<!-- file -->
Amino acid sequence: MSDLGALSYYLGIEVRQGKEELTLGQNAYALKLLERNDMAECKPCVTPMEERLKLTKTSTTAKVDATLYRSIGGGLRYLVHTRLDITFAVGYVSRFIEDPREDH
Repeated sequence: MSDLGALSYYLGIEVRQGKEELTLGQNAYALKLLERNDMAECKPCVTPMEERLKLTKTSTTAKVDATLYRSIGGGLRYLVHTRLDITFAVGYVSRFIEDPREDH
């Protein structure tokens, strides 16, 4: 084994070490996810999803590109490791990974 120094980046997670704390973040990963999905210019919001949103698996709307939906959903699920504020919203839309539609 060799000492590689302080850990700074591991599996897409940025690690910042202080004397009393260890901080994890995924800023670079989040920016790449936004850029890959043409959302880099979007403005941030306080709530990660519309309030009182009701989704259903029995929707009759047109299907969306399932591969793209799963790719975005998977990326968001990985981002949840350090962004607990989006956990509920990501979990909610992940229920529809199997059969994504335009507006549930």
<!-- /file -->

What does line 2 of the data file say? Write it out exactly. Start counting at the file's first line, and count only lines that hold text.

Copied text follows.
Repeated sequence: MSDLGALSYYLGIEVRQGKEELTLGQNAYALKLLERNDMAECKPCVTPMEERLKLTKTSTTAKVDATLYRSIGGGLRYLVHTRLDITFAVGYVSRFIEDPREDH